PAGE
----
When was the last time you questioned whether the individual who provided you or a loved one with a health care service was qualified or competent? I don’t know about you, but the last time I had blood drawn, I didn’t think twice about extending my arm for the nice lady with the long needle. Why? Because as patients, we generally don’t question our healthcare workers. We assume that the provider – physician, hospital, home health agency, pharmacy – has vetted its employees, ensured that they are licensed/certified (if needed), competent, trained and supervised to provide the care we receive. Healthcare providers are in a unique position. We enjoy the public’s trust, and once that trust is broken, it’s hard to recover.
Good providers question whether they’re doing enough to assure competence. The first thing most do is to check training and references. We do this usually by requiring a copy of someone’s diploma, license or certification. Do you check the certification at its source? For licenses, that’s probably the case when you check the appropriate issuing state agency. But what about other certifications? Are you ensuring the documents you receive are legitimate – as much as practical – or just taking things at face value and hoping for the best?
When it comes to references, many of our clients are a little lax. Often, the HR manager or administrator sends out a reference request and no one tracks to make sure the request is returned, completed by the former employer. Keep in mind that references can be checked orally as well. While many employers won’t give you ‘the dirt’ on a former worker, they will at least verify the individual worked there, the dates of tenure and the position held. This is enough to verify what the individual noted on the application or resume. So when references aren’t returned in a timely manner, pick up the phone. The statement signed by your applicant, authorizing a reference check, will cover a phone call as well. Some organizations have state and/or accreditation requirements to check references. Understand that sending out a reference request two years ago and failing to follow up won’t meet the standard; we suggest a simple tickler system and regular personnel file reviews to make sure you have all your ducks in a row.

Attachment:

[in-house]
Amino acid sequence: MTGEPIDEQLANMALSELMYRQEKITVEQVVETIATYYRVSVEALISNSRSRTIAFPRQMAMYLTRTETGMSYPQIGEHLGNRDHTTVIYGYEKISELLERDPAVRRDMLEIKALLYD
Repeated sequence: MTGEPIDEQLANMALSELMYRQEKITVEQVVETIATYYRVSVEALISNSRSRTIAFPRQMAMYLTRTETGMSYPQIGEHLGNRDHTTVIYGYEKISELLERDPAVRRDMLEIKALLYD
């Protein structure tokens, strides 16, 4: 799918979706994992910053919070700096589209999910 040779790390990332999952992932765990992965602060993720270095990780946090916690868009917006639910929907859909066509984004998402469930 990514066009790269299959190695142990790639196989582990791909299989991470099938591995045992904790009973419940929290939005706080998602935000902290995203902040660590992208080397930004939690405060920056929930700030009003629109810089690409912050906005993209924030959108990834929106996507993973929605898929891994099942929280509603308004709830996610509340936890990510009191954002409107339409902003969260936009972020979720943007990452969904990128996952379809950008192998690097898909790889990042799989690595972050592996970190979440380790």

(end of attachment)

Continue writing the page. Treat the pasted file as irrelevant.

Does licensure ensure someone is competent? I know a few people who wouldn’t agree with that assumption. What responsibility does an employer have to assure its staff is competent? The role of testing is seen as a challenge and its suggestion elicits four-letter words from many employers. But a short 10- or 15- question quiz can give you a sense of someone’s skills and thought processes. Commercially available tests may fit the bill or you could create a short list of areas in your organization for which you want to ensure an understanding and competence. Demonstrations are helpful, as are verbal explanations. The vogue in hiring practices these days is not, ‘Are you a team player?’ since only the dimmest bulb will tell you he isn’t (and you probably won’t want to hire him anyway). Today’s HR manager asks the applicant to, “Tell me about a situation where you had to work as part of a team and the challenges you encountered.” Open-ended questions give the manager the most information, not only about the subject matter but in observing the applicant’s choice of words and demeanor.
If this sounds like a huge burden for you, consider your organization’s turnover and pattern of hiring decisions. Are you easily swayed by a good line, only to find out months later that the person doesn’t have the proper skills? Or is otherwise not a good fit for your company or department? A little extra time on front-end will minimize the likelihood that you’ll get a bad apple or someone who exaggerated his/her skill-set.
The last part of the loop on competence has to do with ongoing training. For licensed or certified individuals, ongoing training in certain topics is a requirement. Those employees may obtain the needed CEUs or training elsewhere and bring you a certificate for the personnel file. However two items for consideration: are employees being trained on a task the way you expect it to be performed? What about regular training and review of your organization’s policies and standards? This should be part of any good organization’s human resource plan. A regular review of your service standards as well as patient confidentiality, compliance, how to handle patient complaints, etc. will convey that you take these topics seriously and demand excellence from your staff.
After all, your patients expect it and more important, they trust you to ensure it.